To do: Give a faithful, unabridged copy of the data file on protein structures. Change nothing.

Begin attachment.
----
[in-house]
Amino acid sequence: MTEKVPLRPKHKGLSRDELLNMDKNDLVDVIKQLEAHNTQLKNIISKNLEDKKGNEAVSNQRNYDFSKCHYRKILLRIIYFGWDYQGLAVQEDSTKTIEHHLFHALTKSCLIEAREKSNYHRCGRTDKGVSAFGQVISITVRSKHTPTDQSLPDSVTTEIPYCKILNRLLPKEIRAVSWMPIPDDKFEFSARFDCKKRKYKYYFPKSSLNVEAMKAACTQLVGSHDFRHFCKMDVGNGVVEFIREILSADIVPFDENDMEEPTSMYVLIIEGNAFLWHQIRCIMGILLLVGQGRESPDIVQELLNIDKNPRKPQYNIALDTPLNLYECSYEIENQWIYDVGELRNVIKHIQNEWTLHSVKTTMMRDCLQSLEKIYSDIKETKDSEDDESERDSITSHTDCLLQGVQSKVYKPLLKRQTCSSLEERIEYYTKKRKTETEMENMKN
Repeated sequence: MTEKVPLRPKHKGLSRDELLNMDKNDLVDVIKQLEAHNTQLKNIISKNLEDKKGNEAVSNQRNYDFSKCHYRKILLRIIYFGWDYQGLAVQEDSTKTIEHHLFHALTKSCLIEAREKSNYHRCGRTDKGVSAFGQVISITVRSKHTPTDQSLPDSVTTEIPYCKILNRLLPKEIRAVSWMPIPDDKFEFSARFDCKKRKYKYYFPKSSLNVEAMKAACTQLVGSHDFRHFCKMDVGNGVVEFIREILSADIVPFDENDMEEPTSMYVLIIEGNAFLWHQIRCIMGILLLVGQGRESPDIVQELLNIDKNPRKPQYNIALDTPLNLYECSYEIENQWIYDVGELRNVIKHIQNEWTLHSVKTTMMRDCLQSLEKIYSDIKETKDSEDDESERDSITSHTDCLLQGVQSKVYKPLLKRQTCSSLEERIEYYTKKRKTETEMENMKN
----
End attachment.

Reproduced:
[in-house]
Amino acid sequence: MTEKVPLRPKHKGLSRDELLNMDKNDLVDVIKQLEAHNTQLKNIISKNLEDKKGNEAVSNQRNYDFSKCHYRKILLRIIYFGWDYQGLAVQEDSTKTIEHHLFHALTKSCLIEAREKSNYHRCGRTDKGVSAFGQVISITVRSKHTPTDQSLPDSVTTEIPYCKILNRLLPKEIRAVSWMPIPDDKFEFSARFDCKKRKYKYYFPKSSLNVEAMKAACTQLVGSHDFRHFCKMDVGNGVVEFIREILSADIVPFDENDMEEPTSMYVLIIEGNAFLWHQIRCIMGILLLVGQGRESPDIVQELLNIDKNPRKPQYNIALDTPLNLYECSYEIENQWIYDVGELRNVIKHIQNEWTLHSVKTTMMRDCLQSLEKIYSDIKETKDSEDDESERDSITSHTDCLLQGVQSKVYKPLLKRQTCSSLEERIEYYTKKRKTETEMENMKN
Repeated sequence: MTEKVPLRPKHKGLSRDELLNMDKNDLVDVIKQLEAHNTQLKNIISKNLEDKKGNEAVSNQRNYDFSKCHYRKILLRIIYFGWDYQGLAVQEDSTKTIEHHLFHALTKSCLIEAREKSNYHRCGRTDKGVSAFGQVISITVRSKHTPTDQSLPDSVTTEIPYCKILNRLLPKEIRAVSWMPIPDDKFEFSARFDCKKRKYKYYFPKSSLNVEAMKAACTQLVGSHDFRHFCKMDVGNGVVEFIREILSADIVPFDENDMEEPTSMYVLIIEGNAFLWHQIRCIMGILLLVGQGRESPDIVQELLNIDKNPRKPQYNIALDTPLNLYECSYEIENQWIYDVGELRNVIKHIQNEWTLHSVKTTMMRDCLQSLEKIYSDIKETKDSEDDESERDSITSHTDCLLQGVQSKVYKPLLKRQTCSSLEERIEYYTKKRKTETEMENMKN